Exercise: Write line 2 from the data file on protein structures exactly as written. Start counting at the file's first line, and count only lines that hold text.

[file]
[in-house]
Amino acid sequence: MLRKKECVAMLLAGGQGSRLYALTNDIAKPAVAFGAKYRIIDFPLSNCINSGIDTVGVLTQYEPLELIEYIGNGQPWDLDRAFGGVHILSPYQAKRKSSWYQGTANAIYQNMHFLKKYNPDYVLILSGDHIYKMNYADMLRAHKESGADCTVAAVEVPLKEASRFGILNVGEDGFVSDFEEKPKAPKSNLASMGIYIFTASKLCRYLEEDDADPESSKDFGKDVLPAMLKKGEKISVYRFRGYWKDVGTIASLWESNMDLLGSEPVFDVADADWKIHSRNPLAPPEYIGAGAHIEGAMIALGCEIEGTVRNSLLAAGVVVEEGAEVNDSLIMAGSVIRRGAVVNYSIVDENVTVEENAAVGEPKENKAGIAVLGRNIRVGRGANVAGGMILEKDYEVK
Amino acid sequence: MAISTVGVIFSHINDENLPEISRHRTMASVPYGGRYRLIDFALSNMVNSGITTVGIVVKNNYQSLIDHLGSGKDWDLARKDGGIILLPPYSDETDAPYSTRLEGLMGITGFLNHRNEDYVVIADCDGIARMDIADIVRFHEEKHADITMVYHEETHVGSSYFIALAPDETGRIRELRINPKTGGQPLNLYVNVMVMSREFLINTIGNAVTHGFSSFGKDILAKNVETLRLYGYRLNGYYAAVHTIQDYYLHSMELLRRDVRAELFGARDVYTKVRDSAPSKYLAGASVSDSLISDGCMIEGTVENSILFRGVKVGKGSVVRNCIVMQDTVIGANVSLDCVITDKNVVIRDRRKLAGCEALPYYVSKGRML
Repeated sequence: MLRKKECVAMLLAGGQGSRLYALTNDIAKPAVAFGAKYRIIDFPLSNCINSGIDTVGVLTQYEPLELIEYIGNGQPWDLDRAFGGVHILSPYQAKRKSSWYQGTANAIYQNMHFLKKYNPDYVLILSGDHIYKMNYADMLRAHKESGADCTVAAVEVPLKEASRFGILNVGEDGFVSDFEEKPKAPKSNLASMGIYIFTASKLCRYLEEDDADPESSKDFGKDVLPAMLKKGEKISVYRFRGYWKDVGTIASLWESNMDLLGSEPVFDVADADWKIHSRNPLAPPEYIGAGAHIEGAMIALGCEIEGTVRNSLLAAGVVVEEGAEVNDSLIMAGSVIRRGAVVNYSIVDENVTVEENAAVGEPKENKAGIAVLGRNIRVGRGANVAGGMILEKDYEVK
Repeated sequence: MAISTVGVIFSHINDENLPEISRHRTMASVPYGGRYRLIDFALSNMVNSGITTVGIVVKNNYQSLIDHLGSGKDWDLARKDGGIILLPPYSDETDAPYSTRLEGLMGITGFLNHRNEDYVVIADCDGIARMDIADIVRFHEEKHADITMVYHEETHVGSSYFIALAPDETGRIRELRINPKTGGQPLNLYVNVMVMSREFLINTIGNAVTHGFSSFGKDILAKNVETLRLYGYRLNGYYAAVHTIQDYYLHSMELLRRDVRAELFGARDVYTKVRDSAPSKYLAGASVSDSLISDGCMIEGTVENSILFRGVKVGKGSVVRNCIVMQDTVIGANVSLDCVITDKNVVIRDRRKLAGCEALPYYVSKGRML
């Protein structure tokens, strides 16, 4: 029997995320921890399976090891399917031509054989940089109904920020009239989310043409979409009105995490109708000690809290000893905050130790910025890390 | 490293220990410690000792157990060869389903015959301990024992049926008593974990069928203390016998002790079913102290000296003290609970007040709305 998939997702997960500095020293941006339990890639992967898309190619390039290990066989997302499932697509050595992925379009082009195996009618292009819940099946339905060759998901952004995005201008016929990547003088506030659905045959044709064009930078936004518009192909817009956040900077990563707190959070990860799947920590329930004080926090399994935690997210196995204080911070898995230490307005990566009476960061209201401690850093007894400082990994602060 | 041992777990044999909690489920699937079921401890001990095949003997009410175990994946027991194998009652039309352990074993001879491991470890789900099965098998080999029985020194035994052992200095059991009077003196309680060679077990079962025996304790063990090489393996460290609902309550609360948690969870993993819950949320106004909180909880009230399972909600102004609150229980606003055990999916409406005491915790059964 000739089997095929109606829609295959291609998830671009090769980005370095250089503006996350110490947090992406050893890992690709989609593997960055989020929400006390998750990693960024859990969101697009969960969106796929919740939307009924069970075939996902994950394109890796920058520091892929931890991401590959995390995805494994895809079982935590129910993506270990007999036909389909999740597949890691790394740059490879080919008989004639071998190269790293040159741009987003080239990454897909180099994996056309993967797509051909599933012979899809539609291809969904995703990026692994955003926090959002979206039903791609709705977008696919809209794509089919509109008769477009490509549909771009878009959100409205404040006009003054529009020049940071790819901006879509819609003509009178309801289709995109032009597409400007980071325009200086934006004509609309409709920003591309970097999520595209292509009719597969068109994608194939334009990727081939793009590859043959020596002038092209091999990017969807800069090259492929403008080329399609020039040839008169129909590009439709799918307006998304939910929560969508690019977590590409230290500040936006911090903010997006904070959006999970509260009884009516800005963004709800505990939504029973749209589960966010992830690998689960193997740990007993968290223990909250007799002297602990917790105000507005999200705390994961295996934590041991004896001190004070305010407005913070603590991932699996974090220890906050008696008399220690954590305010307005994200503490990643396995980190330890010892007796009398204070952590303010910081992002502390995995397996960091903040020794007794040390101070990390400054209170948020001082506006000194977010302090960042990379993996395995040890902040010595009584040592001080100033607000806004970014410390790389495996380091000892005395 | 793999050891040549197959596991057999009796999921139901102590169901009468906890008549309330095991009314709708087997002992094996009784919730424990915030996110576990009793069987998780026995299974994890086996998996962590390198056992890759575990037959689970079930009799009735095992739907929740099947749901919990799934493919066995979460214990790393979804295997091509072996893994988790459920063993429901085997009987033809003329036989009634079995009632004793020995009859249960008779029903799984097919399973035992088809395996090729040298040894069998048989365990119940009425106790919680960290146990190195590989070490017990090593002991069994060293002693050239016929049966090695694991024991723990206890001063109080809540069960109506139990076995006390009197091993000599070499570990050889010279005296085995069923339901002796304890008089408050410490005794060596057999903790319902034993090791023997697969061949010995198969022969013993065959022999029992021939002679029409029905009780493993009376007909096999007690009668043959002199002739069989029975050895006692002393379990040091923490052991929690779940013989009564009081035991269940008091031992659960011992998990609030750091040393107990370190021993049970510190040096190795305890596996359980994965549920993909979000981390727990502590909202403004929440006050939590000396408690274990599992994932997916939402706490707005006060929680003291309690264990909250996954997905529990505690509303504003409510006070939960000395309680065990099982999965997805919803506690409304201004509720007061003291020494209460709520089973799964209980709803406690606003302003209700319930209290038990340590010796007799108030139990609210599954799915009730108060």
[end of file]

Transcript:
Amino acid sequence: MLRKKECVAMLLAGGQGSRLYALTNDIAKPAVAFGAKYRIIDFPLSNCINSGIDTVGVLTQYEPLELIEYIGNGQPWDLDRAFGGVHILSPYQAKRKSSWYQGTANAIYQNMHFLKKYNPDYVLILSGDHIYKMNYADMLRAHKESGADCTVAAVEVPLKEASRFGILNVGEDGFVSDFEEKPKAPKSNLASMGIYIFTASKLCRYLEEDDADPESSKDFGKDVLPAMLKKGEKISVYRFRGYWKDVGTIASLWESNMDLLGSEPVFDVADADWKIHSRNPLAPPEYIGAGAHIEGAMIALGCEIEGTVRNSLLAAGVVVEEGAEVNDSLIMAGSVIRRGAVVNYSIVDENVTVEENAAVGEPKENKAGIAVLGRNIRVGRGANVAGGMILEKDYEVK